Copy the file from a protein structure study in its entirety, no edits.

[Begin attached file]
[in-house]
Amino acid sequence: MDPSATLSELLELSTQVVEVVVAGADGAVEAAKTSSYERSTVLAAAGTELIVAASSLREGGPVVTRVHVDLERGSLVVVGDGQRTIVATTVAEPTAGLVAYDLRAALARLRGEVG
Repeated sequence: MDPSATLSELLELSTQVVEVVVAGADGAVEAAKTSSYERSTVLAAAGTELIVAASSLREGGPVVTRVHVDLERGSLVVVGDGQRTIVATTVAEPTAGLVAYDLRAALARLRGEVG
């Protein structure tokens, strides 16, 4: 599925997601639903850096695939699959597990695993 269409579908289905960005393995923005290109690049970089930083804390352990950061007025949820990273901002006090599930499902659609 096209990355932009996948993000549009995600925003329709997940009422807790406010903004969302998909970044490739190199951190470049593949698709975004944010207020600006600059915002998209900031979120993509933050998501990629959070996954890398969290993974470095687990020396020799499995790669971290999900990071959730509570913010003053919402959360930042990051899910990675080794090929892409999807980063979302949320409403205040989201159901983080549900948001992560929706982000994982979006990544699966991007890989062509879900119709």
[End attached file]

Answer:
[in-house]
Amino acid sequence: MDPSATLSELLELSTQVVEVVVAGADGAVEAAKTSSYERSTVLAAAGTELIVAASSLREGGPVVTRVHVDLERGSLVVVGDGQRTIVATTVAEPTAGLVAYDLRAALARLRGEVG
Repeated sequence: MDPSATLSELLELSTQVVEVVVAGADGAVEAAKTSSYERSTVLAAAGTELIVAASSLREGGPVVTRVHVDLERGSLVVVGDGQRTIVATTVAEPTAGLVAYDLRAALARLRGEVG
């Protein structure tokens, strides 16, 4: 599925997601639903850096695939699959597990695993 269409579908289905960005393995923005290109690049970089930083804390352990950061007025949820990273901002006090599930499902659609 096209990355932009996948993000549009995600925003329709997940009422807790406010903004969302998909970044490739190199951190470049593949698709975004944010207020600006600059915002998209900031979120993509933050998501990629959070996954890398969290993974470095687990020396020799499995790669971290999900990071959730509570913010003053919402959360930042990051899910990675080794090929892409999807980063979302949320409403205040989201159901983080549900948001992560929706982000994982979006990544699966991007890989062509879900119709």